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Boise-based Afghan football club brings home the Refugee Championship Soccer Cup

Action shot of two players from each team running after the ball, with the goal keeper and another Afghan United F.C. player looking on from the goal area in the background. The Toofan jerseys are light blue with white shorts while the visiting team's uniforms are  white jerseys with dark blue shorts.
James Dawson
/
Boise State Public Radio
Players from the Toofan Football Club of Boise hosted their first home game against the Afghan United F.C. of Seattle.

On Saturday, a crowd of about 100 people came to the Boise High Athletic Complex and braved the chilling winds to cheer for the first home game organized by the Toofan Football Club, a team started six years ago by local Afghan refugees.

After some welcoming words, a reading from the Koran and of course both American and Afghan anthems, the game kicked off.

The plan, according to Captain Mohammad Shafi, was to keep the game in the midfield.

And it paid off.

After a hard fought match, Toofan FC beat the United FC 2 to 1. The visiting team, the Afghan United FC of Seattle is also made of refugee players. Last year, the Toofan club raised enough money to go play against them in Washington State. They lost by one point then, but this time, the they played on their own turf, and brought some enthusiastic supporters.

“Even though the weather was windy, all the families were here with their kids encouraging us. ” Shafi said, beaming with pride after the event. “That was great, we really enjoyed it.”

“Most of the soccer sports in America is kind of hard for us,” he said. “Budget wise, time wise and coaching wise.”

Everyone in the world plays soccer, and it’s easy to just get a ball and start playing, he said. “That's what we used to do back home.”

“You don't know anyone until you find a reason to start the conversation. And soccer is one of that,” Shafi added, explaining that many refugees’ first experience in a new country can feel pretty lonely at first.

“We went into the park, we saw the kids playing and we started making friends. And then eventually we met other guys,” he said. Eight months later, the Toofan Club was started.

"This is not only for Afghans, it's for all the refugees."

Toofan means Thunderstorm in Afghan language. The team came up with the name after seeing the younger players rushing the ball towards the goal like hurricanes.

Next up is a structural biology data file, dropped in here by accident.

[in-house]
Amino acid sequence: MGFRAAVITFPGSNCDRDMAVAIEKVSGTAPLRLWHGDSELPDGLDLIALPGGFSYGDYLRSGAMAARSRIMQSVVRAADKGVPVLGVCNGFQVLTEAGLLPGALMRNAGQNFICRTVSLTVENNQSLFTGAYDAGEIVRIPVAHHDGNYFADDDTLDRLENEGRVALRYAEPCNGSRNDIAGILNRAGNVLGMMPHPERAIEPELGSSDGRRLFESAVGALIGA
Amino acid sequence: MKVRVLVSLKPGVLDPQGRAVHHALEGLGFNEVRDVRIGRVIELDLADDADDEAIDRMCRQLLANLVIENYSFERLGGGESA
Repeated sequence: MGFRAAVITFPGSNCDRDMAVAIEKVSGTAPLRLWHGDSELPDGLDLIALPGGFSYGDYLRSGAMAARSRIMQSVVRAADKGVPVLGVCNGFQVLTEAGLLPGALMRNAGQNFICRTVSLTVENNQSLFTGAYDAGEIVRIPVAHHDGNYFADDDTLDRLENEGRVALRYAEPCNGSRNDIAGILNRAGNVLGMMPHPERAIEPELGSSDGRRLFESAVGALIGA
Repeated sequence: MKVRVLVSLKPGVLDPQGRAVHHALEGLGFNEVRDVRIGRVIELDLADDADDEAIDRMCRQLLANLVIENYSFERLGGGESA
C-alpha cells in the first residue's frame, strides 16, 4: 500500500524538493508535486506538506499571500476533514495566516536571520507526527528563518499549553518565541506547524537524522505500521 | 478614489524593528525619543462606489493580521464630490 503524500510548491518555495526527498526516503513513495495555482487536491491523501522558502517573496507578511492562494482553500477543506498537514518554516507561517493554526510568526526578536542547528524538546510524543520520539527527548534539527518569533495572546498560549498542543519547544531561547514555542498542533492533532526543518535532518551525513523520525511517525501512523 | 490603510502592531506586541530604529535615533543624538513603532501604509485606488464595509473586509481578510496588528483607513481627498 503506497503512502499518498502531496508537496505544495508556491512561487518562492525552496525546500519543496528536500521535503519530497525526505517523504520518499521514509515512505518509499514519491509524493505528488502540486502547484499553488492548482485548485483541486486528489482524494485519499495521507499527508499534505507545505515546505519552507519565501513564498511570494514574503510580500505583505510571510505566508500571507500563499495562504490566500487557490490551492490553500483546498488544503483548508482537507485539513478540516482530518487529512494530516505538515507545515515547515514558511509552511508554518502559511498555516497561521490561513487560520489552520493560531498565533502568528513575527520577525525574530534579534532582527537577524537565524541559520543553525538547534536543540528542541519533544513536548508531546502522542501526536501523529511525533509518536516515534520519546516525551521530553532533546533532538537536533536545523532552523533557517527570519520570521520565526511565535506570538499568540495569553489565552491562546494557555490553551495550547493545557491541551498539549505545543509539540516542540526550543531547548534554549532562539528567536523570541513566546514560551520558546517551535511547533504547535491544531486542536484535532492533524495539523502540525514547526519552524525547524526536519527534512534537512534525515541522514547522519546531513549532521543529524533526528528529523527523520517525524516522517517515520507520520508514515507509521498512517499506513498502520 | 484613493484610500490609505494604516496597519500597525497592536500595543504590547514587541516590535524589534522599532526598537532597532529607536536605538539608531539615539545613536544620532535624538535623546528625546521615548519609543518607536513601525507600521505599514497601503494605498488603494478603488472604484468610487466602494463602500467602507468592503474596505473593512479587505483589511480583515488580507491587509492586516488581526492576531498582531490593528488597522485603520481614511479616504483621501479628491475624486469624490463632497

Toofan team Manager Behrouz Beheshti spent several months working hard to organize the event.

“The reason that we are trying to do this is not only for Afghans, it's for all the refugees,” he said. He said he hoped the league would encourage young players to pursue sports as a career but also make them feel at home.

According to the U.S. Department of State, about 97,000 refugees from Afghanistan have arrived in the United States since the collapse of the Afghan government in 2021 following the chaotic retrieval of U.S. troops from the country. There are roughly 3,000 Afghan refugees in Idaho, with a large majority living in Boise.

One boy and two young women sing the national anthem with their hands on their heart. They are wearing traditional Afghan outfits with embroidered motifs.
James Dawson
/
Boise State Public Radio
Before the game, children dressed in traditional Afghan outfits sang the national anthem of Afghanistan. The event was sponsored by the newly opened Afghan Cultural Center of Idaho which seeks to promote Afghanistan's culture and customs.

Some of the players have been in Idaho since the U.S. led invasion of Afghanistan over 20 years ago, while others arrived recently following the evacuation of some civilians the Taliban took over again two years ago.

One of their biggest challenges so far, Beheshti said, has been to find a field to play on regularly. It’s also been hard for some of the players to get off of work to practice on Saturdays.

The meetup was so successful, Beheshti and the other guys behind it have decided to start a Championship Cup with other refugee teams.

“The idea is to start a small league, continuous league for Afghan communities residing everywhere, and especially in the northwest United States,” said Nawid Mousa, the manager of the recently opened Afghan Cultural Center of Idaho.

“We are going to invite them to play us in the future, and we are hoping that we can go there and play against them,” he added.

The ACCI is part of the Idaho Office for Refugees and was founded to promote Afghan culture within the broader community. The center sponsored the event and the team.

Now they’re hoping other teams from across the Mountain West region like Salt Lake City or Sacramento will join and expand their refugee league.

“It’s going to be a cup now,” Shafi said on his way to celebrate Toofan’s win. “Eight teams and whoever wins, keeps the cup. But so far it's in Idaho.”

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I joined Boise State Public Radio in 2022 as the Canyon County reporter through Report for America, to report on the growing Latino community in Idaho. I am very invested in listening to people’s different perspectives and I am very grateful to those who are willing to share their stories with me. It’s a privilege and I do not take it for granted.
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